Pastoralist Knowledge Hub

Bridging the gap: New network links pastoralists to policy making

Pastoralism is practised throughout Eastern Africa, but few policies are in their favor

23/05/2017 -

Millions of pastoralists herd livestock in Africa’s drylands; yet they have little say in policies that affect them. The newly formed Eastern and Southern Africa Pastoralist Network (ESAPN) aims to advocate for better policies that support the lifestyle of mobile pastoralists. 

The ESAPN wants to change the negative perception of pastoralism. They are seen as backward and unproductive despite the important contributions they make. They produce food in areas too dry for crop farming, foster trade, conserve the environment and possess a rich culture.  

Poorly designed policies limit herd movements, urge communities to settle and exclude pastoralists from grazing areas they have traditionally used. This has made pastoralist communities vulnerable to loss of resources, conflicts, climate change and poverty.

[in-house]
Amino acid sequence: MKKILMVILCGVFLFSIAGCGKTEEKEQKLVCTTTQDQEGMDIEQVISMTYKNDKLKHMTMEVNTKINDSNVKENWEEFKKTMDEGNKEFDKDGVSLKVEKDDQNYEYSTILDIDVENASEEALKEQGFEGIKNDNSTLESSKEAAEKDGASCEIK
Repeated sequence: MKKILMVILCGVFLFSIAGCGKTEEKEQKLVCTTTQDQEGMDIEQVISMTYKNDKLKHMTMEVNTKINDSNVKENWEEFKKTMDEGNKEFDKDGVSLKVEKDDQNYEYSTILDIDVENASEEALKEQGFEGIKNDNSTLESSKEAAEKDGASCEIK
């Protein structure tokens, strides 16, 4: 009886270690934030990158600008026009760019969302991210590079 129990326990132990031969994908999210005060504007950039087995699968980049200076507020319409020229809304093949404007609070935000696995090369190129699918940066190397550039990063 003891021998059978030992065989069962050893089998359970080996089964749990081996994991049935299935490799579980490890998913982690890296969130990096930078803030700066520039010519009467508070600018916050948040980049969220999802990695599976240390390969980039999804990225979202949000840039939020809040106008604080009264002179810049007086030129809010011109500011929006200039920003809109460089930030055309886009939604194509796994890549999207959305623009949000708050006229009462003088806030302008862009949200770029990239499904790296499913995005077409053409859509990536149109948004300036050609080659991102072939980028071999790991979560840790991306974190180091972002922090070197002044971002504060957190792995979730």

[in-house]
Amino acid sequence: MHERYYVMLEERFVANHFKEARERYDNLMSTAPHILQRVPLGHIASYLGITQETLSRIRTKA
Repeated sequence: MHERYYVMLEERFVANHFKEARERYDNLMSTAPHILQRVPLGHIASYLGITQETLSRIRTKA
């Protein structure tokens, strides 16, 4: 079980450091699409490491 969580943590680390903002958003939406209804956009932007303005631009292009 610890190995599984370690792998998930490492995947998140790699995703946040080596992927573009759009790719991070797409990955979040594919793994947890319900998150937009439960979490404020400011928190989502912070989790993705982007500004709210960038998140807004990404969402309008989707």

“There is an urgent need for governments and development actors to put pastoralists at the centre of planning and implementation”, stated Sadia Musse Ahmed from the Pastoral and Environmental Network in the Horn of Africa.

The ESAPN points to institutions like the African Union, the Intergovernmental Authority for Development and the East African Community that already acknowledge the important role of pastoralism. A good example is the African Union's Policy Framework for Pastoralism in Africa that provides strategies to improve the livelihoods of pastoral communities.

The ESAPN’s members represent civil society organizations from Ethiopia, Kenya, Namibia, Somalia, South Sudan, Tanzania and Uganda. The network plans to grow in numbers and to include other countries in the region. The network is currently chaired by Benjamin Mutambukah of the Coalition for Pastoral Civil Society Organizations (COPACSO), Uganda.                                                             

The ESAPN was established on May 19 in Arusha, Tanzania at a meeting supported by FAO’s Pastoralist Knowledge Hub and FAO´s East African regional office. The meeting follows the Lukenya Declaration that demands better recognition of pastoralism, agreed upon at the Eastern and Southern African pastoralist gathering in January 2016.